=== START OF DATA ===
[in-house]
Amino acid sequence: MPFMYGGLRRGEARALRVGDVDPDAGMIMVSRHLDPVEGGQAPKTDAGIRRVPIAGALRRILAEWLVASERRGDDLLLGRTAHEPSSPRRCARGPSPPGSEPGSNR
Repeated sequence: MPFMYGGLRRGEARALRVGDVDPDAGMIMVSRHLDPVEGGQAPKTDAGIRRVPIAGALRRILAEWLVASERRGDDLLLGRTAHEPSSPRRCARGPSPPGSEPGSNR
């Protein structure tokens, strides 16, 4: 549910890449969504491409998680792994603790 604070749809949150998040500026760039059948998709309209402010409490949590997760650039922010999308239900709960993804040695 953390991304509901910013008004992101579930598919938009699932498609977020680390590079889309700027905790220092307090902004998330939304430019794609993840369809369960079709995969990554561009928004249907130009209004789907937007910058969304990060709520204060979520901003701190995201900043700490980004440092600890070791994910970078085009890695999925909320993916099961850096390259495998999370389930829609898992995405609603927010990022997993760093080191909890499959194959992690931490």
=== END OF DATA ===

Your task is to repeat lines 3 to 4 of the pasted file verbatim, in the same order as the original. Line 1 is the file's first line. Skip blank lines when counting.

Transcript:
Repeated sequence: MPFMYGGLRRGEARALRVGDVDPDAGMIMVSRHLDPVEGGQAPKTDAGIRRVPIAGALRRILAEWLVASERRGDDLLLGRTAHEPSSPRRCARGPSPPGSEPGSNR
């Protein structure tokens, strides 16, 4: 549910890449969504491409998680792994603790 604070749809949150998040500026760039059948998709309209402010409490949590997760650039922010999308239900709960993804040695 953390991304509901910013008004992101579930598919938009699932498609977020680390590079889309700027905790220092307090902004998330939304430019794609993840369809369960079709995969990554561009928004249907130009209004789907937007910058969304990060709520204060979520901003701190995201900043700490980004440092600890070791994910970078085009890695999925909320993916099961850096390259495998999370389930829609898992995405609603927010990022997993760093080191909890499959194959992690931490």